In the second cited case the court simply decided that when the chancellor had allotted homestead property held as an estate by the entireties to the continued shelter of the wife and minor children, the husband as tenant in common could not bring suit for partition which would have had the effect of disturbing or destroying the home provided for the children and their mother, and that from the very nature of the situation partition was rendered "premature." In stating that "there might be substance to his contention" that partition should be allowed if the court had been "confronted with the divorce and no more" the court merely meant that in the absence of children or dependency of the wife, or some like condition constituting need for a form of trust there might be no occasion to keep the property in the status of tenancy in common.
The next attack upon the decree is directed particularly to the injunctive feature. Evidently appellant takes the position that the injunction defeats the very purpose of the decree because if he is prevented from selling or pledging his property, he cannot comply with the terms imposed. This contention is not justified by the record as we shall see from further examination. At the time the chancellor considered and determined the exceptions to the master's report, he observed that he was inclined to permit payment of $20,000 in alimony in "reasonable installments, but only if future *823 payments [should] be adequately secured." Following this announcement he heard testimony about the financial circumstances of the parties and during the hearing he said "I am only interested in one thing. I want to be sure, beyond and to the exclusion of every reasonable doubt, that the $20,000 is paid." Meanwhile he had suggested that counsel try to reach an agreement about the manner of paying the cash alimony allowance.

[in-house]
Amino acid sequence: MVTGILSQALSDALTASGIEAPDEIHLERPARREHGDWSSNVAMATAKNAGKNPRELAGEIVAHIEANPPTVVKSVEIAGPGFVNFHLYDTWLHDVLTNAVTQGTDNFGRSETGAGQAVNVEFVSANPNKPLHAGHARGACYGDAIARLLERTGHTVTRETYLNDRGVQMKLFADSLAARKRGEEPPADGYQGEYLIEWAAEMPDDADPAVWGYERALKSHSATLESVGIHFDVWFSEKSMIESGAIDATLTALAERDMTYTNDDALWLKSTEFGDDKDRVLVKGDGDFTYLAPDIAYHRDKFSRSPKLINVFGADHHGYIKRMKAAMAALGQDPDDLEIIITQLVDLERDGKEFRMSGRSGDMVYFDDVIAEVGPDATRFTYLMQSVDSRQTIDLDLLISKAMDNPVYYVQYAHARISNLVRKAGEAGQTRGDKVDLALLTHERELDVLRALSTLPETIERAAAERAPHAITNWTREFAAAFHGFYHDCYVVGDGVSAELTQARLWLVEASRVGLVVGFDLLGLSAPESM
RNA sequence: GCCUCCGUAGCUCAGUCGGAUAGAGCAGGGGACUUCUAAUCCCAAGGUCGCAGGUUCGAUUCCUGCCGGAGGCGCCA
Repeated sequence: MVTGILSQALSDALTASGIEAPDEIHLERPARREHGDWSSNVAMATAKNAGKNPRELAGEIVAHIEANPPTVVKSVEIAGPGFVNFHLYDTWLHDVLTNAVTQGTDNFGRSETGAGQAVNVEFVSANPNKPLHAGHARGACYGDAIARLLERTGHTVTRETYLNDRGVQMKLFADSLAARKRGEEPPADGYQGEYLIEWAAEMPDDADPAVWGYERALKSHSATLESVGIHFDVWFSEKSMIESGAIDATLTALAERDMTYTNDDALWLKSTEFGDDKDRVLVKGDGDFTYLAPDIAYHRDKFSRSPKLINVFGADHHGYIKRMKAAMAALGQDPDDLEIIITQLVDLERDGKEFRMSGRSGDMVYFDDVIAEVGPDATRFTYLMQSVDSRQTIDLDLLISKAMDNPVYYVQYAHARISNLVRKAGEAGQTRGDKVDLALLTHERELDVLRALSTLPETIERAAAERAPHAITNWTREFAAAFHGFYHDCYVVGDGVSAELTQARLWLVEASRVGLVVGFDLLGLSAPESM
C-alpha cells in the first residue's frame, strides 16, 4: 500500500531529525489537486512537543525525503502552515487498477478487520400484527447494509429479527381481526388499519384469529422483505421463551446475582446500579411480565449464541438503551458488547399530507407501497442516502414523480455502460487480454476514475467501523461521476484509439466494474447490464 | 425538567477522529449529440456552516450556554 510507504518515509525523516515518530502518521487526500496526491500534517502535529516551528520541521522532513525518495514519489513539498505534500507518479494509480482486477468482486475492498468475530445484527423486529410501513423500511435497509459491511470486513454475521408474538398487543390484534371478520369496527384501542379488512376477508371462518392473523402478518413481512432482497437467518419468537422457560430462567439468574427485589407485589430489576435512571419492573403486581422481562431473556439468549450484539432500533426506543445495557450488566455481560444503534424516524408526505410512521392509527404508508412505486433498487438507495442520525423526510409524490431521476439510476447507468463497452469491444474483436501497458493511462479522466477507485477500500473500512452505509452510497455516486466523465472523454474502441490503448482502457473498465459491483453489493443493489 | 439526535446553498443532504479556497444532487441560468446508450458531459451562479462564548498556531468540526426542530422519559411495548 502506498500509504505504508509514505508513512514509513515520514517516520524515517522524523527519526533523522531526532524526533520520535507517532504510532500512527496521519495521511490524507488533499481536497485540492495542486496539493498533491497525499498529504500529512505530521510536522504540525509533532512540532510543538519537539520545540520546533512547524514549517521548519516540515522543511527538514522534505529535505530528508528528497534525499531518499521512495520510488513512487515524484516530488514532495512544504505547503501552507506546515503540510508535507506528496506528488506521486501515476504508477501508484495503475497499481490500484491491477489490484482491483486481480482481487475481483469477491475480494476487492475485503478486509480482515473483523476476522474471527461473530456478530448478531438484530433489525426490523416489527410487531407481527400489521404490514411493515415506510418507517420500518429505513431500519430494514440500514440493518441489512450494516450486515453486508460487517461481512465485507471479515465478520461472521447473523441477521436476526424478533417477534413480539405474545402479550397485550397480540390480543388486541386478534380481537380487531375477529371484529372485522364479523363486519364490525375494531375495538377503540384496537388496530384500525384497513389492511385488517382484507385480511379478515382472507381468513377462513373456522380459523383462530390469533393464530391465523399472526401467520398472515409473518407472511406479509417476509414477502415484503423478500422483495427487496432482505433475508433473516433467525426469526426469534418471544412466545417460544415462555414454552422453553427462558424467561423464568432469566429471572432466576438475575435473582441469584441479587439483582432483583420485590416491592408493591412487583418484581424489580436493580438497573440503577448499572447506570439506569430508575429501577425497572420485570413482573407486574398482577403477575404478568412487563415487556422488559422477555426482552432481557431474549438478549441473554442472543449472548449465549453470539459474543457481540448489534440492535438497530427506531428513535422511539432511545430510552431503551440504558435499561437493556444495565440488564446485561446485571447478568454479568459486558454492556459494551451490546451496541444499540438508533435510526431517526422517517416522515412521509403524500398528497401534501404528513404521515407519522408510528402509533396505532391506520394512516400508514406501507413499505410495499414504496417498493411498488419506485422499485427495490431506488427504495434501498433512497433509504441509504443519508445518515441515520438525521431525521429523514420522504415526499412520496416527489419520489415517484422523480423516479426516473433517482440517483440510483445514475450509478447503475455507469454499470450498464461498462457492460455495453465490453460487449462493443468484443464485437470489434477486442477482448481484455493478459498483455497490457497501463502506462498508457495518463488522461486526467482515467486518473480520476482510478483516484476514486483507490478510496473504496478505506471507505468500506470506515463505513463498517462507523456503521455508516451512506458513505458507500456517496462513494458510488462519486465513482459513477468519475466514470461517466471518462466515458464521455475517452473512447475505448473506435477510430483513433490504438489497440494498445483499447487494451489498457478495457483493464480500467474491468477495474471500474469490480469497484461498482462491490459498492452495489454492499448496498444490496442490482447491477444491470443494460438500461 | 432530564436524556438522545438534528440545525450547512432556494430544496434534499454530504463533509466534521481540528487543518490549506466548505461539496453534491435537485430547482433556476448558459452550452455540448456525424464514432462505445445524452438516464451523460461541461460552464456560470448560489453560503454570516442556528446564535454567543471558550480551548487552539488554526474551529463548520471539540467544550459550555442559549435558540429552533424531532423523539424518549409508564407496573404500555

Apparently nothing to this end was done for a period of six weeks so the chancellor when entering the decree, after ample time had been allowed either to supply the money or the security, incorporated the provision for the injunction. From the whole record we get the definite idea that the restraining order was not intended to defeat the decree itself but, on the contrary, to aid it. We have no doubt that the injunction will be dissolved once the appellee receives the award, or security for its payment is provided.
There is no real dispute about the amount of the sum awarded as alimony but only the manner in which it should be paid. The appellant had abundant opportunity to perform his original proposition of discharging the obligation by paying a certain amount in cash and the remainder in installments adequately secured. The record convinces us that this could have been readily accomplished, and we do not find support for the contention now made that the requirement of payment for the whole amount at once would be ruinous to the appellant.
The remaining two questions present the reasonableness of the attorneys' and master's fees. The fee allowed for the attorneys was far below the minimum fixed by expert witnesses on the subject, and the services rendered seemed to measure up to the standards set in Provus v. Provus, Fla., 44 So. 2d 656, so we approve the amount fixed by master and chancellor.
The issues were relatively simple and the report of the master does not reveal that he considered it necessary to make any extensive study of the law. Taking into account the time devoted to hearing the case and the nature of the report made, we think the master's fee should be reduced to $500.
With the exception of the amount fixed as compensation for the master, the decree is affirmed.
ROBERTS, C.J., and TERRELL and DREW, JJ., concur.